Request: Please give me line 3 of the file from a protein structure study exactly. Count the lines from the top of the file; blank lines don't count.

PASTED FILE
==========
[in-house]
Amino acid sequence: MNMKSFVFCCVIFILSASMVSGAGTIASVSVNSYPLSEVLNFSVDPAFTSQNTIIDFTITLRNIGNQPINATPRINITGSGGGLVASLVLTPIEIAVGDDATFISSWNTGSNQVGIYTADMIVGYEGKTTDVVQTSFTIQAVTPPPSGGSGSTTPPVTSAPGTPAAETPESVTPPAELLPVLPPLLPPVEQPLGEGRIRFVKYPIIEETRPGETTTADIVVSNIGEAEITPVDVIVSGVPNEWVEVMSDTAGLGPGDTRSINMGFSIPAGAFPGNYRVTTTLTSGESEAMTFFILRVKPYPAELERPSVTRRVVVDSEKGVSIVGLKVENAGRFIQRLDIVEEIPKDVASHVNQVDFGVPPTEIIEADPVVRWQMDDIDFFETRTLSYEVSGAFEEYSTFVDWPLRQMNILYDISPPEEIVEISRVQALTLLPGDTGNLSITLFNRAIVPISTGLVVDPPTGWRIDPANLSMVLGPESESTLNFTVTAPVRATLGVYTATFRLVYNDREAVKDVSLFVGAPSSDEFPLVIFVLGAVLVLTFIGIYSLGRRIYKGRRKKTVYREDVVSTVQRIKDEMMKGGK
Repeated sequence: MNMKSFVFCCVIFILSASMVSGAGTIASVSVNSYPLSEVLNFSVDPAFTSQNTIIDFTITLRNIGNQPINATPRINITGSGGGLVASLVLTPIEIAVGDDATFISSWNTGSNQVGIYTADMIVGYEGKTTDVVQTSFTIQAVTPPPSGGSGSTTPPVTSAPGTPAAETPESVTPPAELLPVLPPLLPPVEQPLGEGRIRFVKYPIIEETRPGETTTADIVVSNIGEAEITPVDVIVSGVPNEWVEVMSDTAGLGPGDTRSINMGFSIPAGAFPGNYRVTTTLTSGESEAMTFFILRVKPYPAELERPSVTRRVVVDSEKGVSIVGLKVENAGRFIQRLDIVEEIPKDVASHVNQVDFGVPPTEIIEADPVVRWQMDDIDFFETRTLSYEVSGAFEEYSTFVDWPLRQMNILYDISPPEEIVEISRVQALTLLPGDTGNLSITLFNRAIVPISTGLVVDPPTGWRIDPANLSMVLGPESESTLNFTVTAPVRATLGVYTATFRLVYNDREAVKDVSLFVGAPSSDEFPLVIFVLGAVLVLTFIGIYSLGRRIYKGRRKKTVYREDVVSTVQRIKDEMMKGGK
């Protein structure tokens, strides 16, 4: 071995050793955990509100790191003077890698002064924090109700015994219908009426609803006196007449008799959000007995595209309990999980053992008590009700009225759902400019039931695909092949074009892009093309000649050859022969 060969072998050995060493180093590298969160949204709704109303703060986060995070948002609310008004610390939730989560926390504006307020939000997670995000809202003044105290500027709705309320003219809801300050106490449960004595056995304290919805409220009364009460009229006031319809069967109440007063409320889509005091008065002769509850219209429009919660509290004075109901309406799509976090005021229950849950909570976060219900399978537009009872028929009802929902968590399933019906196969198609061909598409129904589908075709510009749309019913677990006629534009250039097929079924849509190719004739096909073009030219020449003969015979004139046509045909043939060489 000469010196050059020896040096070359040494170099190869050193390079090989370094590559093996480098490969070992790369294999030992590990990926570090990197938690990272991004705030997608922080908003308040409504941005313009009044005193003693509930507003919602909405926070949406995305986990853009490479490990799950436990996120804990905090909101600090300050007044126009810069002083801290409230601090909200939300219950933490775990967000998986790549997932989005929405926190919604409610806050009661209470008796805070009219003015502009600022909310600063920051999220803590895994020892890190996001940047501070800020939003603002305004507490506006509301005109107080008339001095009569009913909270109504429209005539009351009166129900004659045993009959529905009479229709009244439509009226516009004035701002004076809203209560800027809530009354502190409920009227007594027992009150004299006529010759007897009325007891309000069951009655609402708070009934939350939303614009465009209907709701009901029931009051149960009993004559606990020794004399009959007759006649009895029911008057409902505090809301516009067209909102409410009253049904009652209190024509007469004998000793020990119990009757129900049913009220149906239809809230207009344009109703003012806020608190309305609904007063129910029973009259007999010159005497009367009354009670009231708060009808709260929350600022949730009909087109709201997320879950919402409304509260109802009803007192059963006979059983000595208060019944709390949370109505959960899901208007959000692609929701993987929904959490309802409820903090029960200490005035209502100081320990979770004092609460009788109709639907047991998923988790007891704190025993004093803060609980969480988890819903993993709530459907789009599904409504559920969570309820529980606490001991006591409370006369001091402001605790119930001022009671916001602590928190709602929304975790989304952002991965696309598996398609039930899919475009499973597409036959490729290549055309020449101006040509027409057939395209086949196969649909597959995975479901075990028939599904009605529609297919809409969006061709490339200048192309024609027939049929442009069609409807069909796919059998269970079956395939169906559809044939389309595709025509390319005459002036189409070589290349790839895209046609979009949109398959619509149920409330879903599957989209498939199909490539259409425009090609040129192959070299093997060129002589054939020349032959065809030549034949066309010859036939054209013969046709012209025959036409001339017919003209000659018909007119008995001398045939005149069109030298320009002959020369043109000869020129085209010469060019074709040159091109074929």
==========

Repeated sequence: MNMKSFVFCCVIFILSASMVSGAGTIASVSVNSYPLSEVLNFSVDPAFTSQNTIIDFTITLRNIGNQPINATPRINITGSGGGLVASLVLTPIEIAVGDDATFISSWNTGSNQVGIYTADMIVGYEGKTTDVVQTSFTIQAVTPPPSGGSGSTTPPVTSAPGTPAAETPESVTPPAELLPVLPPLLPPVEQPLGEGRIRFVKYPIIEETRPGETTTADIVVSNIGEAEITPVDVIVSGVPNEWVEVMSDTAGLGPGDTRSINMGFSIPAGAFPGNYRVTTTLTSGESEAMTFFILRVKPYPAELERPSVTRRVVVDSEKGVSIVGLKVENAGRFIQRLDIVEEIPKDVASHVNQVDFGVPPTEIIEADPVVRWQMDDIDFFETRTLSYEVSGAFEEYSTFVDWPLRQMNILYDISPPEEIVEISRVQALTLLPGDTGNLSITLFNRAIVPISTGLVVDPPTGWRIDPANLSMVLGPESESTLNFTVTAPVRATLGVYTATFRLVYNDREAVKDVSLFVGAPSSDEFPLVIFVLGAVLVLTFIGIYSLGRRIYKGRRKKTVYREDVVSTVQRIKDEMMKGGK